Pesticides and herbicides not only kill pests and weeds, they are also kill others higher up the food chain such as ladybirds, frogs, and birds. In the recent review, the State of the World’s Birds it has been noted that across the globe more than half of bird species are in decline with farmland birds in Europe declining by 57% since 1980.
This month saw the launch of FlexCollect, a 3 year trial project in which flexible – soft/ scrunchable – plastic will be part of the kerbside recycling collection made by local authorities. The first council taking part will be Cheltenham Borough Council.
HDPE and LDPE are widely used for packaging – plastic bags and wrappers, margarine cartons and milk containers – and both can be recycled. As with PET bottles closed loop recycling is possible but more often these plastics are recycled into none food items such as pipes, plastic ‘wood’ for outdoor furniture, recycling bins and rubbish bags. Clearly it would be better for the environment if all recycling were closed loop recycling as this is the best way of eliminating the use of oil to make virgin plastic.
Again ask companies whether they use recycled plastics and of not, what not.
NB the recycling of plastics is made much easier of the plastic is washed/ cleaned before it is put in the recycling bin. Dirty plastic can contaminate a whole batch sent for recycling .
If only 44% of plastic packaging waste is recycled, what happens to the other 56%?
Some will litter the streets and pavements, before being blown into hedgerows and trees, into waterways and out to sea. There it will break down into smaller and smaller bits until it is small enough to count as micro plastic (less than 5mm in length). Micro plastics have been found in the ice at both north and south Poles. They have infiltrated the food chain. They have even crossed the placenta from the mother to the foetus.
Some of this litter will be eaten by animals and birds almost certainly causing premature death. Some will go via domestic dustbins, public waste bins and commercial waste bins, into either landfill where again it will break down over time into micro plastic particles, or it will be burnt in an incinerator further adding to air pollution.
This is Christian Aid week. The work Christian Aid supports includes projects to assist people affected by climate change and to make their communities more resilient. Their recent report Scorched Earth focuses on drought caused by global heating. Many large cities around the globe – from London to Cape Town, Phoenix to New Delhi – face running out of water. Whilst the problem is wide spread, the means for resolving it are not. “Cities in poorer countries are also far more vulnerable than those in richer countries as they have fewer resources to adapt to the water shortages. The lack of state funds and infrastructure makes it harder to import water and ensure it reaches those that need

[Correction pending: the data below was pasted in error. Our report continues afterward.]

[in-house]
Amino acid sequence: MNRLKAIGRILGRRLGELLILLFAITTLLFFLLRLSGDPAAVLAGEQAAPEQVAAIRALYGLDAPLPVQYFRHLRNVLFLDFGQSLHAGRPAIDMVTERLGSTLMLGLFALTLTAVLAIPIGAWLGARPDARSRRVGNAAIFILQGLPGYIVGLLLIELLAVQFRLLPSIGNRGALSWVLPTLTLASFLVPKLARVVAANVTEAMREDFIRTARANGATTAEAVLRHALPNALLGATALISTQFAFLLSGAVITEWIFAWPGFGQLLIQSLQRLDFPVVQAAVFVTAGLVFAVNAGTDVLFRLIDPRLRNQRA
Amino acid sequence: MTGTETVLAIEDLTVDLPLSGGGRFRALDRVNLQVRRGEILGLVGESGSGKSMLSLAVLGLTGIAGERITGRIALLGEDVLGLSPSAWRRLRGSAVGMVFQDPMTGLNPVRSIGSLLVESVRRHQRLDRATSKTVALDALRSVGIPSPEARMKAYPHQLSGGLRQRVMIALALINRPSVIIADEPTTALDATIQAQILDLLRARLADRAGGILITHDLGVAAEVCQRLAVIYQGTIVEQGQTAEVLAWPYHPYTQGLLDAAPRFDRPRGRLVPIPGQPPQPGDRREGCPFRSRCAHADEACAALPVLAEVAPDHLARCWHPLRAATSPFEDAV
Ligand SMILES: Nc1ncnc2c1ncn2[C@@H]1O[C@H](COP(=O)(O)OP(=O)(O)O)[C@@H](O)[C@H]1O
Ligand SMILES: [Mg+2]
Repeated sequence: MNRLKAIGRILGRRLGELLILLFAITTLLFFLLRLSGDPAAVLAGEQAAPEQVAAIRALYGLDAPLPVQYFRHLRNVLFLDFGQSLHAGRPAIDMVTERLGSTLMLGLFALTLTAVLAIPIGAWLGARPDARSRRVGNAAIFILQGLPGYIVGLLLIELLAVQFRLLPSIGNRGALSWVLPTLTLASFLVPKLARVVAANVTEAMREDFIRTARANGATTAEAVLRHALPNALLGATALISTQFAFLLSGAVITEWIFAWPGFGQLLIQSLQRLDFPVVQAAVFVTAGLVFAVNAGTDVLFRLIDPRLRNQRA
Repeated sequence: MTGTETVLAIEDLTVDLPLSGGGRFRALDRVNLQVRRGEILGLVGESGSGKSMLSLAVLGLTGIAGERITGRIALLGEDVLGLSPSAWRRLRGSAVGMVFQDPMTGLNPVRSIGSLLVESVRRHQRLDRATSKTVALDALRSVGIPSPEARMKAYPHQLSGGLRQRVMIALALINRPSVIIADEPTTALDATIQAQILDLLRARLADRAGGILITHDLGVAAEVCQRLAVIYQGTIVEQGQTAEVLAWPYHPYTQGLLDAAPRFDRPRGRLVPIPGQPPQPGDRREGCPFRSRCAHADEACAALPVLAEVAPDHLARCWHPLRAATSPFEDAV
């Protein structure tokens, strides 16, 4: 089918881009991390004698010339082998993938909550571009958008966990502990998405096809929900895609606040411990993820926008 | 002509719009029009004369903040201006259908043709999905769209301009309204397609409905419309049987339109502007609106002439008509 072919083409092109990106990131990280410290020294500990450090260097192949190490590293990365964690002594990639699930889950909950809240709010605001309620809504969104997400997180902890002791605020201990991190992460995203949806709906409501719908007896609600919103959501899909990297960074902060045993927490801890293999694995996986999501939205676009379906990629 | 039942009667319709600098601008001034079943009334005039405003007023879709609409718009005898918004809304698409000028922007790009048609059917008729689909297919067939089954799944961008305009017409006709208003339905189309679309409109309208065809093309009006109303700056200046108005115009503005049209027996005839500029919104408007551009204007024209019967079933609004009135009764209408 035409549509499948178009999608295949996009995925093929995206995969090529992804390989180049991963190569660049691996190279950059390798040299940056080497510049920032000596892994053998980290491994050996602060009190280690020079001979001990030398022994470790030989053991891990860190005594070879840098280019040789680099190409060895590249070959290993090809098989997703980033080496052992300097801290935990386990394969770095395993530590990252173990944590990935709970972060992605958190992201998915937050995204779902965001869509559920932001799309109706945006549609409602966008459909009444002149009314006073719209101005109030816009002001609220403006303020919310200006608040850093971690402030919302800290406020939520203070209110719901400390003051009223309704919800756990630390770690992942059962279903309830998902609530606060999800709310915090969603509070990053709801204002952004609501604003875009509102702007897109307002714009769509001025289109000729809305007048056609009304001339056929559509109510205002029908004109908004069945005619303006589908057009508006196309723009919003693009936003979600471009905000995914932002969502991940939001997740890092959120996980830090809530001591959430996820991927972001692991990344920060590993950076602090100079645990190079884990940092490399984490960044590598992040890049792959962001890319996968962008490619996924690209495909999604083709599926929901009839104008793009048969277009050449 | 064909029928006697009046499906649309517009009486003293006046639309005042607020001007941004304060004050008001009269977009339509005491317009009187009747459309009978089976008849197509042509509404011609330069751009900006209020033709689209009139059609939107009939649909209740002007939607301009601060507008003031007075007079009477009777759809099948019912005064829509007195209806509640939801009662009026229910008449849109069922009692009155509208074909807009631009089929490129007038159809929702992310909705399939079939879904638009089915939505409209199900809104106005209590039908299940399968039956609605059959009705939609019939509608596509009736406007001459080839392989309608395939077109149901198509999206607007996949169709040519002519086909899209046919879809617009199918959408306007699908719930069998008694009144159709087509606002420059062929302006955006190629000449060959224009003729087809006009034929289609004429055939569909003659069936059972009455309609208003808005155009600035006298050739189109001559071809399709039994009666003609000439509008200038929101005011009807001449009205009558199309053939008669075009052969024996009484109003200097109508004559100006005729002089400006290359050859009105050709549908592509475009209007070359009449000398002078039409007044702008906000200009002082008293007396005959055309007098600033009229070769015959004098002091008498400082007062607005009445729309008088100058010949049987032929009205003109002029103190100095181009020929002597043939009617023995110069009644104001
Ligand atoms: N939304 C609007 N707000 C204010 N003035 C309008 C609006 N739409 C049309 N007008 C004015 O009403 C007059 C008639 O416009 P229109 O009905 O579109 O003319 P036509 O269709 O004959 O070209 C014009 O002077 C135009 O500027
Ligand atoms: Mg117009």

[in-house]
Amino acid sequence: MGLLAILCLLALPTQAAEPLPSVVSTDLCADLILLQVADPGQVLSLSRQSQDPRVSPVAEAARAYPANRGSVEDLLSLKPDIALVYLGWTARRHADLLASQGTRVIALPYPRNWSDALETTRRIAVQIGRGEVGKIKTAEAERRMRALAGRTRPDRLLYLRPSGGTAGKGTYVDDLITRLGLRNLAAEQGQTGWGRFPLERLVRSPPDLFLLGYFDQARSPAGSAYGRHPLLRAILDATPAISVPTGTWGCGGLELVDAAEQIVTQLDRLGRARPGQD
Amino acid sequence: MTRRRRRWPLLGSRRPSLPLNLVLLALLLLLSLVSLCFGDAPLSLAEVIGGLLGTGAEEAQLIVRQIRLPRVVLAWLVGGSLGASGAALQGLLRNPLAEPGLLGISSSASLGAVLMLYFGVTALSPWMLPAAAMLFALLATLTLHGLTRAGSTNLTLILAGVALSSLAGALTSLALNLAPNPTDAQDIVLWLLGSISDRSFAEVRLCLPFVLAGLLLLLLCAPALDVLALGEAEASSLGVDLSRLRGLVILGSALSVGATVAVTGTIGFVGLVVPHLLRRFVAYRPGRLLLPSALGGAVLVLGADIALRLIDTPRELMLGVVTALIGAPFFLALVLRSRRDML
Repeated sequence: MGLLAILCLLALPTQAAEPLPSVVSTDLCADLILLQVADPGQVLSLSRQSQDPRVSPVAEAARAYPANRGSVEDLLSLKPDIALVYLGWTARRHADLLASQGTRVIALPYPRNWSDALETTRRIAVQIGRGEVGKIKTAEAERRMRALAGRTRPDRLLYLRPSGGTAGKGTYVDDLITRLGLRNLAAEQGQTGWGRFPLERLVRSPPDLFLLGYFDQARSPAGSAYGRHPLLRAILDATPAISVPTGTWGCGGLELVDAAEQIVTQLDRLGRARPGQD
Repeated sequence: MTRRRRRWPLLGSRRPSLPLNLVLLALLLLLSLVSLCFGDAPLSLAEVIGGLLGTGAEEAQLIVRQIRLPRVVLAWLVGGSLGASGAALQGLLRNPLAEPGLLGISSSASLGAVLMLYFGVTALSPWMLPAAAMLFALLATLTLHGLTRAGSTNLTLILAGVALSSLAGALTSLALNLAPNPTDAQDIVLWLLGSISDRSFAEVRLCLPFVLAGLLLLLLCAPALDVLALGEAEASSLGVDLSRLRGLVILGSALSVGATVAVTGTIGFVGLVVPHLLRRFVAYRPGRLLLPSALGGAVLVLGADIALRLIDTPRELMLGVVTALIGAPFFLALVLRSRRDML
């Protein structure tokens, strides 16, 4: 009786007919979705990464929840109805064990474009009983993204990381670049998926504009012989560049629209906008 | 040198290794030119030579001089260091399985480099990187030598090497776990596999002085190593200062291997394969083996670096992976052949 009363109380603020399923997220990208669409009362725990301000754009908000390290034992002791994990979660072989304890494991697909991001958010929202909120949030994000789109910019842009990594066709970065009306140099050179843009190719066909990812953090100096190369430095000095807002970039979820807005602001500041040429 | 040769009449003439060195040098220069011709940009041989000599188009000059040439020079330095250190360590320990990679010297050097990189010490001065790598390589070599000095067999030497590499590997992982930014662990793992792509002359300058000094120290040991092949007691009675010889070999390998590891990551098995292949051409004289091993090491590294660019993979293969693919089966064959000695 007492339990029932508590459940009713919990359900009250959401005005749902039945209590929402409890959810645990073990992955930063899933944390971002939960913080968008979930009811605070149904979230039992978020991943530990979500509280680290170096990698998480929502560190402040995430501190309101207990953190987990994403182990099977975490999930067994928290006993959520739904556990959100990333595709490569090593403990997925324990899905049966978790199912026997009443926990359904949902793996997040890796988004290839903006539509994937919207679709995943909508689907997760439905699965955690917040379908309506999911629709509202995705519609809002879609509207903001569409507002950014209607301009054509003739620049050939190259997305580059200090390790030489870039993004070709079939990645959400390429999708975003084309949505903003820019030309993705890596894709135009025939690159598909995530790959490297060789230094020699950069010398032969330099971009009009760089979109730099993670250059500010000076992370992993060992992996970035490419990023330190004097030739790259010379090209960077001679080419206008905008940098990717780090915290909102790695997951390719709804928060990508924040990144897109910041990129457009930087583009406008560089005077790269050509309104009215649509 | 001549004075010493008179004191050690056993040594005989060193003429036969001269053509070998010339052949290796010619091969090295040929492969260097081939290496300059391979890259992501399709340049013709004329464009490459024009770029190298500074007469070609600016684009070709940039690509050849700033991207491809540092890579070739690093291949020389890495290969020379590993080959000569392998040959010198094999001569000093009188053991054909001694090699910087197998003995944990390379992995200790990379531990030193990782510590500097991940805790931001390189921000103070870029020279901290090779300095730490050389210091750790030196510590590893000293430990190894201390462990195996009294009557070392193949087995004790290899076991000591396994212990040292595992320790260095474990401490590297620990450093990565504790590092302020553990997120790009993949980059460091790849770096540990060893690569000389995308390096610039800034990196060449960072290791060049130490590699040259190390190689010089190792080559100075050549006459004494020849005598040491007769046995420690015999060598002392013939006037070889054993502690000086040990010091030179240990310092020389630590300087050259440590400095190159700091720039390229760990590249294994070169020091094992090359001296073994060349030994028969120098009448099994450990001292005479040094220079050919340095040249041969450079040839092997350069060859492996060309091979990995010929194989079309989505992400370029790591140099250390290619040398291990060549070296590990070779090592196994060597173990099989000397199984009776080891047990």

The public are being urged to keep an eye out for any signs of disease in local trees, as the UK launches a hi-tech, £5.8m tree laboratory to fight the spread of pests and diseases. The UK is especially vulnerable to the growing spread of plant pathogens because of warmer, wetter winters, and because it is a hub for global trade. The public can report sightings via the Tree Alert site, and a specialist will come and look at the tree, or send samples for further testing. One pest that affects Richmond Park is the oak procession are moth.
“First identified in London in 2006, it probably arrived on imported live wood. It has since been found in some surrounding counties. The caterpillars will be emerging over the next three months. They are black with long white hairs and move in long nose-to-tail processions, which give them their name. The nests are usually the shape of a dome or teardrop and are around the size of a tennis ball. They strip bark off oak trees and cause them to lose their leaves. The caterpillars can cause rashes and breathing difficulties, and should not be touched.”
Most plastics can now be recycled especially as much plastic packaging is what is known as ‘soft plastic’. Soft plastics can be recycled at various supermarkets including the Coop and Amazon Fresh. To check what counts as soft plastic, the Coop has a good listing- https://www.coop.co.uk/environment/soft-plastics/packaging-list
An update from DEFRA reported that only 44% of the 2.5m tonnes of plastic packaging waste produced in 2021 was recovered for recycling. This compares with 73.6% for glass. (https://www.gov.uk/government/statistics/uk-waste-data/uk-statistics-on-waste )Plastic can seem harder to recycle because it comes in so many different categories each with its own recycling protocol. Greenpeace’s plastic survey – The Big Plastic Count – which starts tomorrow will collect data that can be used to ease/ resolve this problem. https://thebigplasticcount.com/